Save time and effort with Scootle learning paths

By Daniel Hughes

An overview of the use and functionality of Scootle learning paths.

Scootle plays host to more than 20,000 digital learning resources, all of which target Australian teachers and students, and many of which are aligned to the Australian Curriculum. The good news is that you can save your favourites and organise sequences of resources into learning paths.

Learning paths are organised sequences of Scootle resources. You can create your own learning paths or view others that have been shared by Scootle users.

How do I find shared learning paths?

Log in to Scootle.

  1. Select the 'Learning paths' tab in the navigation bar at the top of the screen.
  2. Enter a topic in the Search field under 'Find learning path'.
  3. In the drop-down menu, select User Tags or Title (it is worth trying both). 
  4. Select the magnifying glass to begin your search.

For example, a search on 'Australia Day' and 'Title' retrieves two learning paths. The second is 'Australia Day resources – January 2015'. When you select the name of the learning path, you are rewarded with 14 resources, including videos, interactives, photographs, and cartoons. You can even make a copy of the learning path if you wish.

Screenshot of a search for resources related to Australia Day on Scootle.

How do I create my own learning path?

There are a number of ways to create a learning path. If you've never made one before, try this:

  1. Once you have found a resource you would like to add to a learning path, select the small box to the left of the thumbnail.
  2. Click on the green 'Add 1 item(s) to my learning paths' button towards the top of the page.
  3. You will be prompted to create a new folder. For example, you can call the folder 'History'.
  4. Give your learning path a name, eg 'Chinese history'.
  5. If you wish, write a description of your learning path – you can always edit it later.
  6. Click on the green 'Add to learning path' button.
  7. Repeat steps 1, 2 and 6 with other suitable resources for your learning path.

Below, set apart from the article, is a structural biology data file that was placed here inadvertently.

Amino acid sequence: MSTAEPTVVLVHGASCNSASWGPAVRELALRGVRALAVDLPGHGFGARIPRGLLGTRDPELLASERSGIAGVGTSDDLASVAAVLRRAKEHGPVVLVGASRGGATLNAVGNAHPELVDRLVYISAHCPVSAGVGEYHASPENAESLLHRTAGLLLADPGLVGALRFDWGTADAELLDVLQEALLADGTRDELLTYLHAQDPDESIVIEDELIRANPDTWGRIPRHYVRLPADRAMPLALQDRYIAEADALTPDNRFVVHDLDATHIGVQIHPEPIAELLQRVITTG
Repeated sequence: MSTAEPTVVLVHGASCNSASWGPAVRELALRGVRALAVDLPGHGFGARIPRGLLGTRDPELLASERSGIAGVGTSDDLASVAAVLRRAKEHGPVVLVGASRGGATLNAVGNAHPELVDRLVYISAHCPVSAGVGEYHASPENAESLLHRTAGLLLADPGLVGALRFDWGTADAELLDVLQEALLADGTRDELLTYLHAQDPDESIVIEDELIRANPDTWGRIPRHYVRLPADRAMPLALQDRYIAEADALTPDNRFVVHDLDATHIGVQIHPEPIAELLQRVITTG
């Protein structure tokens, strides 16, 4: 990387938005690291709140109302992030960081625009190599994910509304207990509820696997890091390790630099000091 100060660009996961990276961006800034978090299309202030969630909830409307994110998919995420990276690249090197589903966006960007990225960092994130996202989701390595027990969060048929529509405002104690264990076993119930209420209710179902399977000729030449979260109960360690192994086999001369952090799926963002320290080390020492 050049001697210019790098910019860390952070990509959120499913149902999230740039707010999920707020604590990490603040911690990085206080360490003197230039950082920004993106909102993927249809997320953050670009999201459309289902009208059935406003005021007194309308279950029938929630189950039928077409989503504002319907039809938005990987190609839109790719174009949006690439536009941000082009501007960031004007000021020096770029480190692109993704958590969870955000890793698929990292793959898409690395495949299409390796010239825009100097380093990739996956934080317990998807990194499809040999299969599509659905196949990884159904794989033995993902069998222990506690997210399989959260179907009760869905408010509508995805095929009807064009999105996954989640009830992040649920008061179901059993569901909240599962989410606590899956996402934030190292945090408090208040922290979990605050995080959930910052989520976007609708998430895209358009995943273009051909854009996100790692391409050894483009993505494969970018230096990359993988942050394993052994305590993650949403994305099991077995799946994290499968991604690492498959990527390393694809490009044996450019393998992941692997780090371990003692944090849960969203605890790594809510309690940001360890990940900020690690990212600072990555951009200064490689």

Screenshot of how to create a learning path in Scootle.

What can I do with my learning path?

There is a lot you can do to maximise the usefulness of your learning path. If you select 'Edit details' from the Action box in the top right hand corner, you can edit your description or add additional comments that will appear at the end of your path.

For each resource in the learning path, you can edit the description or add a comment by selecting the 'Actions' menu. Comments are particularly useful. They appear below a resource and provide a great space to enter questions or instructions for students.

If you wish, you can re-order the sequence of resources by dragging and dropping them to where you would prefer them to sit.

How do I share my learning path with other Scootle users?

Screenshot of how to action learning paths on Scootle.
  1. Select 'Share' in the Actions box.
  2. In the pop-up, select the relevant year levels, learning areas, and audience.
  3. Add up to three user tags – these are terms that will help people discover your learning path when they carry out a search.
  4. Select 'Share' – you can always unshare your learning path at a later date.
Screenshot of where to find the option to share learning paths in Scootle.

How do I share my learning path with students?

You'll notice that your learning path has a PIN. If your students go to the Scootle website then select 'Student login' at the very top of the page, they will be prompted to enter this PIN. Once they've entered the PIN they will have access to your learning path.


Learning paths enhance the value of Scootle resources significantly and can save you a lot of time. They are useful for teacher collaborations, for curating ideas for a class project or unit of work, or for creating a list of resources that you would like to come back to at a later date.

In the next edition of Connections we'll look at collaborative activities, as well as some of the helpful ways you can filter content in Scootle.

Daniel Hughes

Daniel Hughes

Teaching and Learning Advisor

Education Services Australia